Oireachtas banking inquiry faces legal hurdle over ECB

Inquiry faces prospect of challenge in European Court of Justice

Jean-Claude Trichet: release of correspondence between the then ECB chief and the late Brian Lenihan  has intensified clamour in Dublin for central bank to appear before inquiry. Photograph Dara Mac Dónaill

Jean-Claude Trichet: release of correspondence between the then ECB chief and the late Brian Lenihan has intensified clamour in Dublin for central bank to appear before inquiry. Photograph Dara Mac Dónaill

 

The Oireachtas banking inquiry faces the prospect of a legal challenge in Europe’s highest court if it wants to compel the European Central Bank (ECB) to appear before the investigating committee.

The release of correspondence between then ECB chief Jean-Claude Trichet and the late Brian Lenihan in the run-up to Ireland’s bailout in 2010 has intensified the clamour in Dublin for the central bank to appear before the inquiry.

The ECB governing council has yet to discuss the matter formally but there is no great enthusiasm in the bank’s Frankfurt headquarters for any of its officials to go before the Irish panel, which plans public hearings next year.

There has been no request as of yet from the Oireachtas inquiry. Still, it is understood the ECB has advice to the effect that it is not under any legal obligation to participate in such a national inquiry.

An informed source, who is familiar with the legal framework within which the ECB operates, said the Oireachtas committee would have no power to compel the central bank to attend if it refused to co-operate voluntarily.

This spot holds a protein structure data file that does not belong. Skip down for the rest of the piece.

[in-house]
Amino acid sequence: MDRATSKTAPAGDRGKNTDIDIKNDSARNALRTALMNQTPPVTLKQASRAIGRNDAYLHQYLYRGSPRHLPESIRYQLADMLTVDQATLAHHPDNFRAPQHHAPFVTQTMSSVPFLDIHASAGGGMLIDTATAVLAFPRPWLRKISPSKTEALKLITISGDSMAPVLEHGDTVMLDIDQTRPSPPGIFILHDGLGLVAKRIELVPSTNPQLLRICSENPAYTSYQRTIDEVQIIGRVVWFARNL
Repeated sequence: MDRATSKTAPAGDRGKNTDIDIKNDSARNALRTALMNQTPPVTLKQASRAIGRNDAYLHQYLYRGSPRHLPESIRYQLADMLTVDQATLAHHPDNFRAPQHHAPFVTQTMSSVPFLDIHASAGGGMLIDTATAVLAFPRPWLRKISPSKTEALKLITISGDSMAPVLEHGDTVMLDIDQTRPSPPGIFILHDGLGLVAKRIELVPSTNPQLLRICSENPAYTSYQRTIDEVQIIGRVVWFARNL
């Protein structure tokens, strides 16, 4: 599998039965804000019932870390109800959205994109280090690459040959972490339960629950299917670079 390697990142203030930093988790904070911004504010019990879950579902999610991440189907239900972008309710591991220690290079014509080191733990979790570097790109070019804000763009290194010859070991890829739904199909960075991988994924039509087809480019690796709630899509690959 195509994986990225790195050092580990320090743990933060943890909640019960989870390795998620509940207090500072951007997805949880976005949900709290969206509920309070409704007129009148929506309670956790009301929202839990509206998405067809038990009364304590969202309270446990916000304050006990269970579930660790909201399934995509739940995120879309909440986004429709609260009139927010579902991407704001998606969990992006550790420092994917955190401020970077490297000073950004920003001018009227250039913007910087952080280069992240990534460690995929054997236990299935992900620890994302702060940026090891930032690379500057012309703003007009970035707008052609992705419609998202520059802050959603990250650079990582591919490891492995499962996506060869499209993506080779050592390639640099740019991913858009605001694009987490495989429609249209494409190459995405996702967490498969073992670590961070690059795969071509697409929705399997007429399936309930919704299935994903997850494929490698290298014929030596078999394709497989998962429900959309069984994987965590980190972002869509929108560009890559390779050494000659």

European Court of Justice

While the ECB’s intentions as regards the Irish inquiry remain unclear, any application from the committee to the ECJ would delay its work.

One complicating factor is that legal actions before this court can be time-consuming, frequently taking years.

Another is that the inquiry must complete its work before the next election, which must take place by the spring of 2016.

However, there is a precedent for a case in national law dealing with the ECB being sent to the ECJ.

Earlier this year the German constitutional court in Karlsruhe referred a case to the ECJ after finding a local complaint against the ECB’s sovereign bond-buying scheme was beyond its remit .

Two days ago in Frankfurt, ECB president Mario Draghi told reporters the bank’s “normal counterparty” was the European Parliament.

“Never forget that the ECB is accountable to the European Parliament, not necessarily to the national parliaments,” he said.

Statute

According to article seven of the statute, “neither the ECB, nor a national central bank, nor any member of their decision-making” shall seek or take instructions from EU institutions or from any government of a member state or “any other body”.

The statute also says the ECB shall enjoy in all member states “such privileges and immunities as are necessary for the performance of its tasks”.